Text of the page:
When we talk about teenagers, we adults often talk with an air of scorn, of expectation for disappointment. And this can make people who are presently teenagers feel very defensive. But what everyone should understand is that none of us are talking to the teenagers that exist now, but talking back to the teenager we ourselves once were – all stupid mistakes and lack of fear, and bodies that hadn’t yet begun to slump into a lasting nothing. Any teenager who exists now is incidental to the potent mix of nostalgia and shame with which we speak to our younger selves.
May we all remember what it was like to be so young. May we remember it factually, and not remember anything that is false, or incorrect. May we all be human – beautiful, stupid, temporal, endless. And as the sun sets, I place my hand upon my heart, feel that it is still beating, and remind myself: Past performance is not a predictor of future results. Stay tuned now for whatever happens next in your life. Goodnight, Night Vale. Goodnight."
Ways you can help:
By all accounts, Brown was One Of The Good Ones. But laying all this out, explaining all the ways in which he didn’t deserve to die like a dog in the street, is in itself disgraceful. Arguing whether Brown was a good kid or not is functionally arguing over whether he specifically deserved to die, a way of acknowledging that some black men ought to be executed.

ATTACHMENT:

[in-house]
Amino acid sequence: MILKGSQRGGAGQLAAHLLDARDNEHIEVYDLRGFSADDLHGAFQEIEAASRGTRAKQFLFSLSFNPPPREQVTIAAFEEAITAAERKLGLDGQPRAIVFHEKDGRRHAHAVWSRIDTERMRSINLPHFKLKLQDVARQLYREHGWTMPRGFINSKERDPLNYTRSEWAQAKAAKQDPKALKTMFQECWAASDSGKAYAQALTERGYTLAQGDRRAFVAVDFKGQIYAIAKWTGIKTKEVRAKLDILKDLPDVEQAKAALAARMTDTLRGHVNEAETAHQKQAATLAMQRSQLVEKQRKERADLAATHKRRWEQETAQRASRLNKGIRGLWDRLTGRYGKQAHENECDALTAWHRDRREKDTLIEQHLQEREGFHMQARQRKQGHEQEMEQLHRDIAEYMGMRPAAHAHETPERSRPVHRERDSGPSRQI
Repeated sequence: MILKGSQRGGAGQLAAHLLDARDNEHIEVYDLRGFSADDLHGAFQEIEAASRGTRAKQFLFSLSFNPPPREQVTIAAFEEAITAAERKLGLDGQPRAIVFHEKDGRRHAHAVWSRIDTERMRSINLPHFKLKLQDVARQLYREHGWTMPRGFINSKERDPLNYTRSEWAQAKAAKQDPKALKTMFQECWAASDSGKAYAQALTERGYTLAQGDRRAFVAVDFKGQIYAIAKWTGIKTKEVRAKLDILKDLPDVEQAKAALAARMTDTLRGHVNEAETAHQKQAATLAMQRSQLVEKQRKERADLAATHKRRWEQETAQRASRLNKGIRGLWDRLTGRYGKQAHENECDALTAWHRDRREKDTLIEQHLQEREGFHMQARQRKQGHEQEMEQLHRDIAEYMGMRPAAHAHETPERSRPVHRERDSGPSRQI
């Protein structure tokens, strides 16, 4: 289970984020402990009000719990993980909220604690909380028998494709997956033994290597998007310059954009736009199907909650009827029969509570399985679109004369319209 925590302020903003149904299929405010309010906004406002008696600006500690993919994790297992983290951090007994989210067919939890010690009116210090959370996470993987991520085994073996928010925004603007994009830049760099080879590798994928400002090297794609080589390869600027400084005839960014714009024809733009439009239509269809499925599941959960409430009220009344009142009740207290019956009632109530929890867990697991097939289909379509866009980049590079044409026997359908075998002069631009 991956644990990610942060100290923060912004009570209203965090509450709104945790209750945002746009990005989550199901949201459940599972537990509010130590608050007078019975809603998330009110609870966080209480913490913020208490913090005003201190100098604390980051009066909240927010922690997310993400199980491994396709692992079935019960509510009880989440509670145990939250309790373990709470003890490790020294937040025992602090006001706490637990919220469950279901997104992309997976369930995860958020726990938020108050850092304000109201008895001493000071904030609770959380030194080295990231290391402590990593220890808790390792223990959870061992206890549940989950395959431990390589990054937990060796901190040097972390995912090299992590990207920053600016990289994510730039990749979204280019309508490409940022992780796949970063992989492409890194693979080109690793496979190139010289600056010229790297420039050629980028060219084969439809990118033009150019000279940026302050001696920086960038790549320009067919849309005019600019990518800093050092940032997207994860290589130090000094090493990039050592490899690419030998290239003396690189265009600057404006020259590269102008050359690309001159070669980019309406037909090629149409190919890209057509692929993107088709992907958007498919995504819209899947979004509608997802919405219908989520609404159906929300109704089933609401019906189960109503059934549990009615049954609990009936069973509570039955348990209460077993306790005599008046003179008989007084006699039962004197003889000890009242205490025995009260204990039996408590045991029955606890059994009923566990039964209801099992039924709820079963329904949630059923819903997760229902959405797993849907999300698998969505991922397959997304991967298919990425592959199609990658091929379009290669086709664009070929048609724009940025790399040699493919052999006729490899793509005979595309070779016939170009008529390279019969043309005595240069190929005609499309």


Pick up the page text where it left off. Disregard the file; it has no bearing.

To even acknowledge this line of debate is to start a larger argument about the worth, the very personhood, of a black man in America. It’s to engage in a cost-benefit analysis, weigh probabilities, and gauge the precise odds that Brown’s life was worth nothing against the threat he posed to the life of the man who killed him.
This piece from Greg Howard cuts right to the bone.
It is very important that everybody read this.